Monday, July 20, 2009

Markets Evolve & UnCoil....Get Used To It.

As markets have gotten crushed, people always tend to blame one hypothesis over another.

Efficient Market Hypothesis VS. Behavioral Finance.
Leverage vs. Complexity
Deregulation vs. Regulation
Sub Prime Vs. Predatory Lending
Nationalization Vs. Socialized Losses

Who is right? is there an argument to be made that any one of these ideas are to blame?

Its a draw, Everyone one of these are somewhat to blame, but they all equally share one trait.

They all failed to evolve with market dynamics.

Bottom line....Markets Evolve.

Investors have to adapt to changing dynamics.

We all know what happens in any type of asset bubble. People think they are behaving rationally when they make investment choices, only after the fact, when they are holding the bag will they realize that their thinking was flawed.

But, in defense of Efficient Markets, they are only relying on information that is currently available.

So its a little bit of are neither exclusively efficient nor behavioral.

Logic and emotions have to be in proper balance for markets to be relatively efficient. When Black Swan events happen, both logic and emotions get swept away.

So pitting one hypothesis over another is fruitless if you don't understand the basic premise that markets always evolve and recalibrate.

The best way to look at it is the wave of quantitative models that set the market. These models are based off of some rational expectations of past data. When things go off, we have whats called "QUANT QUAKE".

Most statistical arbitrage hedge funds are market neutral, meaning they employ long/short trades that they think will converge over time, what ever profits are made are more then enough to offset losses.

The only problem here is when one particular hedge fund strategy is overused, any type of quake can lead to dire consequences, as investors are not properly hedged.

For example, August 2007 was a bad time for global hedge funds who put on the Statistical Arbitrage Trade. These funds got totally crushed for no apparent reason other then the start of the credit crisis evoking margin selling. Quite simply, the models worked until a time they didn't, too many people were in the same trade. The ensuing correction was due to a significant "Quantitative Quake". The models no longer worked because the liquidity/margin/leverage needed to support these programs were no longer in existence.

This was a situation where the entire market got taken down viciously because of statistical arbitrage funds forced liquidation.

Most Stat Arbitrage hedge funds were obliterated and were shut down.

I know this is hard to believe that Goldman actually losses money, but back then Goldmans Global Alpha Fund got rocked losing 30% of its value in one month!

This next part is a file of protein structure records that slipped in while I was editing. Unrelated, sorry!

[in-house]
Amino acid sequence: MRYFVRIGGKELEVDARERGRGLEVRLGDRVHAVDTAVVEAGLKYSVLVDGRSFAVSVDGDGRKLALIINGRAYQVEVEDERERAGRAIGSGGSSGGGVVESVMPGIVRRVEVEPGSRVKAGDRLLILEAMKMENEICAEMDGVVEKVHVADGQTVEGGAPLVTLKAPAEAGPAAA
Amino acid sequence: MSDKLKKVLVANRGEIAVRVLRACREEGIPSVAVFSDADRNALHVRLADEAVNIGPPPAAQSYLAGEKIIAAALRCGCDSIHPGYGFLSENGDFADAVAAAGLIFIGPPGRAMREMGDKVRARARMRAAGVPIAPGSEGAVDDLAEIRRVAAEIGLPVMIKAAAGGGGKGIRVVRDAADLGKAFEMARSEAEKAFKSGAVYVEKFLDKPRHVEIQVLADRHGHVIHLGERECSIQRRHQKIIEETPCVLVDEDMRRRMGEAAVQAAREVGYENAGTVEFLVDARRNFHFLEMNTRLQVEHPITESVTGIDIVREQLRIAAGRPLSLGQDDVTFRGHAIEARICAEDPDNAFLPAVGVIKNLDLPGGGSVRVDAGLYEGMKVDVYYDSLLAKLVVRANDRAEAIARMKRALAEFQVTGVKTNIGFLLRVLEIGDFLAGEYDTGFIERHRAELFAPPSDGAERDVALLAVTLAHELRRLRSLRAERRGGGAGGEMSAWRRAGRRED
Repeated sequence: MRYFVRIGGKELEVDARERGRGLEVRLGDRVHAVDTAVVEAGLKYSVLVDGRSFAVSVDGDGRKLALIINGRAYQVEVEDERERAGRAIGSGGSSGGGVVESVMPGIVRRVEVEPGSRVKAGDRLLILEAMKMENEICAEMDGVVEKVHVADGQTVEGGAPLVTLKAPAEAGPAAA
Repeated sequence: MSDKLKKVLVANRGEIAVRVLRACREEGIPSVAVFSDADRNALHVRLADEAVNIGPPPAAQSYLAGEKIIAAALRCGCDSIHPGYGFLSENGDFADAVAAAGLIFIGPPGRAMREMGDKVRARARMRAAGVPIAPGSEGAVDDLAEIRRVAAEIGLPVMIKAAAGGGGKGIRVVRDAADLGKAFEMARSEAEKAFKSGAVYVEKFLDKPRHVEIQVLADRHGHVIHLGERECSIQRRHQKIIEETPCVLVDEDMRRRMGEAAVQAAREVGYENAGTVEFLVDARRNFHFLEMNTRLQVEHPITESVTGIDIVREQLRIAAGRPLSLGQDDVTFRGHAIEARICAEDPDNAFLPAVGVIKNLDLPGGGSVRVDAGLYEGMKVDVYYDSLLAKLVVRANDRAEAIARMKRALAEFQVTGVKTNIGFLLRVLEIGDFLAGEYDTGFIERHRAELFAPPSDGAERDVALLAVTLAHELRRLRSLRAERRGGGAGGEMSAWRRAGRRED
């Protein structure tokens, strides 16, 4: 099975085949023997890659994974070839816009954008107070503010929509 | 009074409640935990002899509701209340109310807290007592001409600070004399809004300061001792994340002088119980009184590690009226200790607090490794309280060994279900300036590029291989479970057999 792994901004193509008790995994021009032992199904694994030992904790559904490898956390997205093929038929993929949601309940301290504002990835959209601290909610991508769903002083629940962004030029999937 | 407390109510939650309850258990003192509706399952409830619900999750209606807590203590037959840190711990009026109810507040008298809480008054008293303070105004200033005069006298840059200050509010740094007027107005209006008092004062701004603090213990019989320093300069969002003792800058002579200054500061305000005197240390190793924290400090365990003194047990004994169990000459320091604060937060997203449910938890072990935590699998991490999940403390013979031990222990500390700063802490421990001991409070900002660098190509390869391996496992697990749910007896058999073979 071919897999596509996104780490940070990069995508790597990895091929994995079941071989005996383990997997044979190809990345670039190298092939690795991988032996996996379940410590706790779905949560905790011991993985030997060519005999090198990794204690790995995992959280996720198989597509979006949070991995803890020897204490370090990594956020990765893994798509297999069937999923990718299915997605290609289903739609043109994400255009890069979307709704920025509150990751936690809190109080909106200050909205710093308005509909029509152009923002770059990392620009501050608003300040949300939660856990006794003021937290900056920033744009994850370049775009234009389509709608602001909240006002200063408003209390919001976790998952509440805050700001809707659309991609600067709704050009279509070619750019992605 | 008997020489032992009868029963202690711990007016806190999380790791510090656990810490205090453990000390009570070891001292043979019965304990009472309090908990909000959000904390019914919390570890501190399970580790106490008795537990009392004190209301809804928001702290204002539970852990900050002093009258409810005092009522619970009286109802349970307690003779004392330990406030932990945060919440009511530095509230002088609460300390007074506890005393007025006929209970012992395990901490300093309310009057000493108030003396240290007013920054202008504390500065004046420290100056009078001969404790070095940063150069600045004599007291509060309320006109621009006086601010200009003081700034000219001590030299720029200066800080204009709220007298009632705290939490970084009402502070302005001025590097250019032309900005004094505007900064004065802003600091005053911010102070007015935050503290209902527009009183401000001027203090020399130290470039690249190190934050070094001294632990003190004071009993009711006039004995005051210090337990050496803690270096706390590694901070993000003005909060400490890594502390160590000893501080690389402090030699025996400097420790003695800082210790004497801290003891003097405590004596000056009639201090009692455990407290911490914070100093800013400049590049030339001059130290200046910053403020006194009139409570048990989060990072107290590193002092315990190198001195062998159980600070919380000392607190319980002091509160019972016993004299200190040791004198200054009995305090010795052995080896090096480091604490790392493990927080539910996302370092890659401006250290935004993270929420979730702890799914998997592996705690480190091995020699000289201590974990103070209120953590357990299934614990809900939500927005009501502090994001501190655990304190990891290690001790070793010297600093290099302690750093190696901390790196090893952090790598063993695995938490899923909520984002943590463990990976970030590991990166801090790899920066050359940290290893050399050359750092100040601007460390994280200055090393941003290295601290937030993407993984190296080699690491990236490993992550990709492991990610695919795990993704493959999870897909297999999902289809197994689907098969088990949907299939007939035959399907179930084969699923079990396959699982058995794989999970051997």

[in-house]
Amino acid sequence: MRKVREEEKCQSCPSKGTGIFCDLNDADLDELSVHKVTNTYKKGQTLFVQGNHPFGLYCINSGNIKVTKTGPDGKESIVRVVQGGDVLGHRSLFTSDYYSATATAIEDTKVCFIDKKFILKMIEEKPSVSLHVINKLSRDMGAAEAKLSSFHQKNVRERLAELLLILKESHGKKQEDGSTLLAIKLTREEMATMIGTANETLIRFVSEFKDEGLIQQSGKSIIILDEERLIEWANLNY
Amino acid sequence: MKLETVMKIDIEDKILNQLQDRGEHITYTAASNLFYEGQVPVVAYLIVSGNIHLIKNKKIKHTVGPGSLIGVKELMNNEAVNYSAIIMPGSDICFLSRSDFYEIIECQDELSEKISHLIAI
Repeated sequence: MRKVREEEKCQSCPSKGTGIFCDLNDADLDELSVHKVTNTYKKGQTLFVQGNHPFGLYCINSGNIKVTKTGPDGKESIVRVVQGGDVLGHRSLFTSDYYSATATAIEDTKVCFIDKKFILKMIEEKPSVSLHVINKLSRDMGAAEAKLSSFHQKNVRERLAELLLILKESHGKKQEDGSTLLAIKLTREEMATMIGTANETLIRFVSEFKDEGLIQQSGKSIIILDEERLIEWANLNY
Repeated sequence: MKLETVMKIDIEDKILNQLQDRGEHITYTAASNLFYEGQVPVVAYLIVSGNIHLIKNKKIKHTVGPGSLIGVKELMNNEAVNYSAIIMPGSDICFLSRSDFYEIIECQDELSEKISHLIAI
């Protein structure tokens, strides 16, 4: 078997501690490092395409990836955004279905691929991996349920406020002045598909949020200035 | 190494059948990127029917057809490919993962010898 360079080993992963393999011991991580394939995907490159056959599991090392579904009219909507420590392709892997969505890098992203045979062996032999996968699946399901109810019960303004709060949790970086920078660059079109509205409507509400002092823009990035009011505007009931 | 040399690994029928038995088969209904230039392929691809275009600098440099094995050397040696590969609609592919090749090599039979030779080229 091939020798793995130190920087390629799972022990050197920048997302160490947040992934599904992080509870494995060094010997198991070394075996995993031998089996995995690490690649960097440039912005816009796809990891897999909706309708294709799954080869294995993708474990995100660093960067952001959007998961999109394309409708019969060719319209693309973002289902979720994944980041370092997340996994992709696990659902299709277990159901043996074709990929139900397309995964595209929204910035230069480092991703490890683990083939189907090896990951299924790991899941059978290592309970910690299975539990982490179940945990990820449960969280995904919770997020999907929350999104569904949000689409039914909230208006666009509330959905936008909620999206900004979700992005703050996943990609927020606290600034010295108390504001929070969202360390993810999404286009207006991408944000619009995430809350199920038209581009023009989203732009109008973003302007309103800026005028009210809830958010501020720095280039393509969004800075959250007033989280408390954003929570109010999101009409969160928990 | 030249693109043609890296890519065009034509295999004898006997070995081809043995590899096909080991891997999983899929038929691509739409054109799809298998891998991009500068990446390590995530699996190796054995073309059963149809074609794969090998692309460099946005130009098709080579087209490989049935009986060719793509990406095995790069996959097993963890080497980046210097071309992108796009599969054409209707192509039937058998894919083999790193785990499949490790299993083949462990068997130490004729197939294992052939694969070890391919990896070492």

As you can see...someone sneezed.

Take a look way back to LTCM.

The markets had a worse correction, but the damage was contained away from hedge funds. The only reason was that not that much money was in stat arb funds compared to 2007-2008, there was not a cascading effect on the entire market. Simply, investors started to fund and invest in hedge funds that didn't get hurt during this time. What were they doing not to get shelled? The entire hedge fund industry evolved from this moment.

Many hedge fund strategies were deployed using complex quantitative models just because they didn't lose their shirts because of LTCM.

Pension funds and retirement funds started funneling money into these strategies because of their cross market tendencies, as well as their low volatility and high performance.

As the money flowed into stat arb, the volatility post 2000-2002 for all US stocks diminished.

Why? Statistical Arbitrage is a market neutral strategy, meaning a form of mean reversion. You buy the losers and sell the winners...this way it dampens fluctuations. Year over year the SP 500 Volatility went down as stat arb assets went up.

From this alone, investors perceived less risk in the market and increased their leverage accordingly. The leverage built up right into the mouth of the August 2007 correction. Everyone was in the same strategy, a small blip in the market caused severe damage.

When the bottom fell out of the stat arb trade, you will notice that Volatility exploded to the upside, the entire basis for stat arb was destroyed.

So many hedge funds were born from LTCM's demise, most of them died in the sub prime collapse. But markets evolve, and there will be many more hedge funds that look at what went wrong and go out and start to raise money for the next time.

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